Student Production Association hopes to unite artists
A man walks toward Burk Hall, stops, and sits on a nearby bench. He’s carrying a ukulele and strums it softly as students make their way to class.
A passing student notices the ukulele and sits next to the musician. Words are exchanged and it becomes apparent that the man is teaching the other about the ukulele.
This kind of event is not uncommon at SF State.
“Throw a rock into a group of people and you’re bound to hit at least one artist of some sort,” said SF State student Monserrat Ibarra, junior. “We’re the closest thing to an art school without actually being one.”
With the creative community at SF State being vibrant and lively with performers and artists found everywhere from The Depot to an on-campus art show, it was only a matter of time before an organization dedicated to bringing artists under one umbrella was formed.
The Student Production Association, an up-and-coming collective dedicated to helping artists find a place to present their talents, hopes to be that umbrella, according to SF State student and co-founder Nestor Romero.
The SPA was first formed in the ending months of the spring 2011 semester. At the time, they were not officially recognized by the University but since then have moved on to throwing campus events including concerts during Welcome Days.
Co-founders Romero and SF State senior Ariel Morales, 22, want the SPA to create a larger sense of artistic community at SF State.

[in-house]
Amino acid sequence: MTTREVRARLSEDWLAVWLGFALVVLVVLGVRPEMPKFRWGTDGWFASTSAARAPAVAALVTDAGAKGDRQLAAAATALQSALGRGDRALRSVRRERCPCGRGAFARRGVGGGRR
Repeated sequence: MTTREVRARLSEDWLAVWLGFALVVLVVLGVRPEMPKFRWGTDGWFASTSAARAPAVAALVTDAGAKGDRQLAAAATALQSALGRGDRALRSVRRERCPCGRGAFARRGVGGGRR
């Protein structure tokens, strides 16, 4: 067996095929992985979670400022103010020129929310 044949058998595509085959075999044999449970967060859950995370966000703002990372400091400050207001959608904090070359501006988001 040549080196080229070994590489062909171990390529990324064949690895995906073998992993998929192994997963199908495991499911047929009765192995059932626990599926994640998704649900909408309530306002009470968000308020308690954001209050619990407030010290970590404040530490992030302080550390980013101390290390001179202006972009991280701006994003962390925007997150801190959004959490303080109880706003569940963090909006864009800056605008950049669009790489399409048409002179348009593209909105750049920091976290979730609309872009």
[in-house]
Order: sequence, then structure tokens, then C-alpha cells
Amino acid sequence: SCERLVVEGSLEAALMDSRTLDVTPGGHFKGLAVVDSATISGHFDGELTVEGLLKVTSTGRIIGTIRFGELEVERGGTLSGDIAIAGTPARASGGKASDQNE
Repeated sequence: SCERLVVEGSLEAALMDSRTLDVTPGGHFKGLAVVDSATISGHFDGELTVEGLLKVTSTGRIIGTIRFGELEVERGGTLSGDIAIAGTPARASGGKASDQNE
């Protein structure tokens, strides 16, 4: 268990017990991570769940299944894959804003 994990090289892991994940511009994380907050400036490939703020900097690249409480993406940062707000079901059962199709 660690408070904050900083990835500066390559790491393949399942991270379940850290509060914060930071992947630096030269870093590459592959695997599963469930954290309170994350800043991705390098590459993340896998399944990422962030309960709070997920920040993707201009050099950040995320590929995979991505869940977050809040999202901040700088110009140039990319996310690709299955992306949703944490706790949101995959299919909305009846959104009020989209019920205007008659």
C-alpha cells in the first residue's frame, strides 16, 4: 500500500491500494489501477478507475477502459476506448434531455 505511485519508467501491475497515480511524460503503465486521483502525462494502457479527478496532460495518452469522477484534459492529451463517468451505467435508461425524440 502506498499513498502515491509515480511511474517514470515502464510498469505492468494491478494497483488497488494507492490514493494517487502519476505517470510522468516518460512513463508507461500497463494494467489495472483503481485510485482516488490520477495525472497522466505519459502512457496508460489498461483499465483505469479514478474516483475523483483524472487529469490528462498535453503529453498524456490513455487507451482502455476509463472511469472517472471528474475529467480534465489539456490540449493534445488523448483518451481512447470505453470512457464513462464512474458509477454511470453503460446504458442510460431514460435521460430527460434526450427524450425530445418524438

“We wanted to form an organization that could energize the student life,” Romero said. “There are a lot of organizations that don’t have a complete understanding of the resources they have. We decided to get together and help them.”
Resources SPA hope to shed light on include venues, promotional help and just about anything else that goes with throwing an event, according to Morales. They ask for artists to bring in their work to help create events that will bring exposure to local talent. Mainly, they want to become the one stop for artists wishing to book events.
Romero said the group also wishes to bring more student involvement to events on campus.
“It doesn’t matter what you’re interested in, be it graphic design, web design, advertising or video media,” Romero said. “We need people to make an event happen and I think it would be pretty neat to have if someone were come up and say ‘I went to a cool art/rock concert’ and have the them respond ‘Well yeah, I designed the flier for that, yeah I set up the lights for that, or yeah I did the sound system’.”
Expansion to the organization is key, and they invite artists of all kinds to speak up and join them, even if they have no prior experience in the field, according to Morales.
“We’re looking for everything: graphic designers, light technicians, event management, sounds people, everything,” Romero said. “Even if you don’t exactly know, say, lighting, we can teach you. In something like live entertainment there is a place for everybody.”
Future events will be similar to those they have put together in the past, such as the free funk and hip hop concert they did in March. The concert included acts such as From The Hip, Lemme Adams and Dirty Boots.
“The idea came along a couple months ago. We did a concert in Knuth Hall in the College of Creative Arts,” Morales said. “It was important because it brought the six of us together and it showed us, hey, we can do something really amazing together if given the opportunity.”
The group also hopes to bring smaller concerts and events such as themed movie nights with pre-screening mixers.
“As a theater major, I think that the more accessible the arts are, the better,” said SF State junior Charlotte Speck. “This program seems like it will open up a lot of doors that are currently closed. I’m excited.”
Though the group is in the early stages, they plan to have meetings as soon as possible. The easiest way to contact them is by e-mail at firstname.lastname@example.org.